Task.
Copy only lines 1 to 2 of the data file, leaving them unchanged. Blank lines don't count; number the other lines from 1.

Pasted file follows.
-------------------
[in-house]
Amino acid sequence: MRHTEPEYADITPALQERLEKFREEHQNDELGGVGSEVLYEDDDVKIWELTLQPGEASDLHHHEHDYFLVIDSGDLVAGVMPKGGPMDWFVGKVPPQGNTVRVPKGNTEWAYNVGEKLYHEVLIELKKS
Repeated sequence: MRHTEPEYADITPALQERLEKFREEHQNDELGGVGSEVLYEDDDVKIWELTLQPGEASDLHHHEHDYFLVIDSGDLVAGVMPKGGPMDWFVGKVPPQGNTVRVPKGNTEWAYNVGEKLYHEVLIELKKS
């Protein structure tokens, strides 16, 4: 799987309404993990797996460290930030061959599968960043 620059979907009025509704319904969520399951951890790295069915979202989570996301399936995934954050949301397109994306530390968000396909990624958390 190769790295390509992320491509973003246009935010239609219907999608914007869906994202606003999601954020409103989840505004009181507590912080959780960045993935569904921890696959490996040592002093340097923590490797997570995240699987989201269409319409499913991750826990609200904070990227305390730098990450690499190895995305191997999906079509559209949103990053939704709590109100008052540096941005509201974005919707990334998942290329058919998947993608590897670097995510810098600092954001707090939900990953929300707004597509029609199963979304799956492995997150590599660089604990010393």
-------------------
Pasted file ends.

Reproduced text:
[in-house]
Amino acid sequence: MRHTEPEYADITPALQERLEKFREEHQNDELGGVGSEVLYEDDDVKIWELTLQPGEASDLHHHEHDYFLVIDSGDLVAGVMPKGGPMDWFVGKVPPQGNTVRVPKGNTEWAYNVGEKLYHEVLIELKKS